12 Thoughts: The Skinny on change in gambling law, Bengals rookie mini-camp, Reds surge
CINCINNATI (WKRC) - Here are this week's 12 thoughts ranging from the local sports landscape to the national headlines:
12. Supreme Court makes logical ruling on sports gambling law.
The Skinny: The Supreme Court on Monday overturned a 1992 federal law that barred gambling on football, basketball, baseball and other sports in most states (Nevada was grandfathered into being allowed to accept sports wagered) and now gives each state the ability to legalize betting on sports.
It was the logical decision to make.
The American Gaming Association estimates that Americans illegally wager about $150 billion on sports each year mostly through offshore accounts or via bookmakers so why not legalize it and tax it.
11. It's laughable that NCAA and major sports leagues "fought" law being overturned.
The Skinny: The NCAA, Major League Baseball, NFL, NBA and NHL all publicly urged the Supreme Court to uphold the 1992 law, but there is no doubt they know this is good for all of them.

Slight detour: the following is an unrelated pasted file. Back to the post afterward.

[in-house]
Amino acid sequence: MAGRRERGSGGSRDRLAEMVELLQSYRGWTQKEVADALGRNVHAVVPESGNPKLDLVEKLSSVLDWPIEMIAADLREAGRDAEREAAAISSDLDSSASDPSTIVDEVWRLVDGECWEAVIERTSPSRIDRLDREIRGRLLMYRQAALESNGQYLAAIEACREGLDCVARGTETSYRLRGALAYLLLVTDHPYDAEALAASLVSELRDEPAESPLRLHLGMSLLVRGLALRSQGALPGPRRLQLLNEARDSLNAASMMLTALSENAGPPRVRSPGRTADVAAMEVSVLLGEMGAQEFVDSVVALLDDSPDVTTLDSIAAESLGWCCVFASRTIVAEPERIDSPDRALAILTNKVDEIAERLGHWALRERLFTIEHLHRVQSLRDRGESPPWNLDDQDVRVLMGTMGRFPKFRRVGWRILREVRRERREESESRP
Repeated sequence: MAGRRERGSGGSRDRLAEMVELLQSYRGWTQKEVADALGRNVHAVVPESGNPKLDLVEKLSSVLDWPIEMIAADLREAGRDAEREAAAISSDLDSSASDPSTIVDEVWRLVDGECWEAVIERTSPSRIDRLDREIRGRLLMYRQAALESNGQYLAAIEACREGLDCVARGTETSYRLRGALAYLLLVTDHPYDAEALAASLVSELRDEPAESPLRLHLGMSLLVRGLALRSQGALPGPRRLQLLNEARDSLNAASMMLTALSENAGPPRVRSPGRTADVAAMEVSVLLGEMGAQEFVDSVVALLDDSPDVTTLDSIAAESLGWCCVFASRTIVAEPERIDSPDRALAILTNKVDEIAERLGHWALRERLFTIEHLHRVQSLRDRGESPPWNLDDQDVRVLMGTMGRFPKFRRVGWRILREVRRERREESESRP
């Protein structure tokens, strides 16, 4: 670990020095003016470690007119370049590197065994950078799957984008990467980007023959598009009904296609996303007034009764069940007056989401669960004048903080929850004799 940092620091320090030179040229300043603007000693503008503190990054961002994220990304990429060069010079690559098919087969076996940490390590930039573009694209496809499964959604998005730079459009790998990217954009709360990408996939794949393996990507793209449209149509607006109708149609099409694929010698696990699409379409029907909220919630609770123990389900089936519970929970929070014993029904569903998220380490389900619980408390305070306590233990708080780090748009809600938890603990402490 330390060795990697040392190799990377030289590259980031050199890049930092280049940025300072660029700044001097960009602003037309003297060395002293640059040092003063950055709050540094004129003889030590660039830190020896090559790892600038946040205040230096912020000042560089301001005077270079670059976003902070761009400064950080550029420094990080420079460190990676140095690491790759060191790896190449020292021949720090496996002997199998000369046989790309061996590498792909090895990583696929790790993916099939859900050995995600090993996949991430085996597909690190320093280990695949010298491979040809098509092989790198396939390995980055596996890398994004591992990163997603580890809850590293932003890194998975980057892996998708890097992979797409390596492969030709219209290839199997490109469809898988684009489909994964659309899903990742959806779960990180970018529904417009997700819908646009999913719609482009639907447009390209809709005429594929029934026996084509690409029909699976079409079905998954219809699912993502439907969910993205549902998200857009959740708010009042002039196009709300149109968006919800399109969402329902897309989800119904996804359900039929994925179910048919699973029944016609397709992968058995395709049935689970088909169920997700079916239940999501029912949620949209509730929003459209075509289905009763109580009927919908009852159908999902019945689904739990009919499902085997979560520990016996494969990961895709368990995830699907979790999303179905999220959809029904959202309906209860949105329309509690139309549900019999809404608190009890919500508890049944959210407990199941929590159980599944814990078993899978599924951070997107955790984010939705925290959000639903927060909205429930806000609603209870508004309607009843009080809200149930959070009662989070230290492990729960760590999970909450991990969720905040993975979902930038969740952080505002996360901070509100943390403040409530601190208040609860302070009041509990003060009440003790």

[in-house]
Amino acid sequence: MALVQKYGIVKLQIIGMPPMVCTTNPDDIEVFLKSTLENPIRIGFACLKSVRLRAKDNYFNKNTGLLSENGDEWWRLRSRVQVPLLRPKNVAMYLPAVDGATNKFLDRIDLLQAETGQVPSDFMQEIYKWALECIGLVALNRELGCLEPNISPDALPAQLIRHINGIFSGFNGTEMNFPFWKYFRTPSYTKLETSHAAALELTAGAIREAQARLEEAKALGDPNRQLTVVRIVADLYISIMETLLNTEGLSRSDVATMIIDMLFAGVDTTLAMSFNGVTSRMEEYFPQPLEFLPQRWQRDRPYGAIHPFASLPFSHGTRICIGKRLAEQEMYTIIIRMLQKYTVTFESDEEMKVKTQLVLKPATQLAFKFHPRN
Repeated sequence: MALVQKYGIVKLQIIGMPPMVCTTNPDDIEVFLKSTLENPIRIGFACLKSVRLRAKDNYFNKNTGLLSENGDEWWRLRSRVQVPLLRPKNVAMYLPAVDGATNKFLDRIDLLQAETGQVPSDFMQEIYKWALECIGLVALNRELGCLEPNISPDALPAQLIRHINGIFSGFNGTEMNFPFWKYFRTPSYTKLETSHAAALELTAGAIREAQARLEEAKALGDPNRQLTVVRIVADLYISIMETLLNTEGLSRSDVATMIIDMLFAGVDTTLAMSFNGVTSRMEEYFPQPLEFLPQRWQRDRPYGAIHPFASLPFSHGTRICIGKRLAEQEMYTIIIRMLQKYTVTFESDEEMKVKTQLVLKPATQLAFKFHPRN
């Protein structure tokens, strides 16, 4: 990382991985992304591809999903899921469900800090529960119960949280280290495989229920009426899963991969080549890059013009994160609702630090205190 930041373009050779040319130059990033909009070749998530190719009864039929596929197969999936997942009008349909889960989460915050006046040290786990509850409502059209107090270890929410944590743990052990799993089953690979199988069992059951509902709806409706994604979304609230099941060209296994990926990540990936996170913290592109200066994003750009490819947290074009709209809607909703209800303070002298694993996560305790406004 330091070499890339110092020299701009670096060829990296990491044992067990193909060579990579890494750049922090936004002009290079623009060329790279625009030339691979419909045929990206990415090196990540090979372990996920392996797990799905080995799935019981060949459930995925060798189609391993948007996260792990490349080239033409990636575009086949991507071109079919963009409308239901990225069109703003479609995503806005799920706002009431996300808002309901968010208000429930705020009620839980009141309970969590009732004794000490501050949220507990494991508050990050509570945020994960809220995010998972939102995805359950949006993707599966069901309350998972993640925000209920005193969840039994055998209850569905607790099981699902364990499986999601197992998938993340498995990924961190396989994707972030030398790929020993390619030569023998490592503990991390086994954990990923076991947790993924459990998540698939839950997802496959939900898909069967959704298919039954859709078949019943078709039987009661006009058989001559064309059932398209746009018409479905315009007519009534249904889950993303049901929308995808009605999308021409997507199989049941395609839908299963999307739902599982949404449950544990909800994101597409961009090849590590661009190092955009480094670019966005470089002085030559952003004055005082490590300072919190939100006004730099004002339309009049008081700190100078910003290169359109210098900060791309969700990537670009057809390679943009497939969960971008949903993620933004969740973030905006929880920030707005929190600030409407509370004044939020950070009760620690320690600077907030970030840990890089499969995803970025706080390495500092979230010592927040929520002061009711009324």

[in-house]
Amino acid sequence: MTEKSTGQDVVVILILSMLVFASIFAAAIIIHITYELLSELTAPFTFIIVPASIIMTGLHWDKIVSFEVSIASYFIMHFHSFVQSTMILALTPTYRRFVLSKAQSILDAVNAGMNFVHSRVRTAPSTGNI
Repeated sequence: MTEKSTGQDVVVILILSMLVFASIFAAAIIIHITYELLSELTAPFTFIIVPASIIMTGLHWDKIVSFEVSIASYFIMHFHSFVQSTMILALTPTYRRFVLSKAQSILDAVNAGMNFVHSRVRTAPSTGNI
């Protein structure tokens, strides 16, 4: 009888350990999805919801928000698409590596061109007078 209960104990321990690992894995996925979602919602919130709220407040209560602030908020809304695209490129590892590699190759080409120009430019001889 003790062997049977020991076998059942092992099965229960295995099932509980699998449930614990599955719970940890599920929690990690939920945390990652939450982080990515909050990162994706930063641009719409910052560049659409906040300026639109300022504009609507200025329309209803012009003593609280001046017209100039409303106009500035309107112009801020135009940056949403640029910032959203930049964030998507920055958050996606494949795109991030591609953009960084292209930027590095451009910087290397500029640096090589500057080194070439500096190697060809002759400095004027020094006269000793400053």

For many fans the only interest they have in watching a game is due to having a wager on it (or playing fantasy sports), and legalized wagering could provide another revenue stream for each entity.
ESPN reported that the NBA and Major League Baseball have already begun talking to states that would legalize sports gambling asking to get a small percentage of each wager on their sport as a "royalty" fee.
You can bet (see what I did there) they will all find a way to make money off this.
10. In-game prop betting may spur more interest in games.
The Skinny: One of the most interesting possibilities from the law being overturned is the concept of in-game prop betting.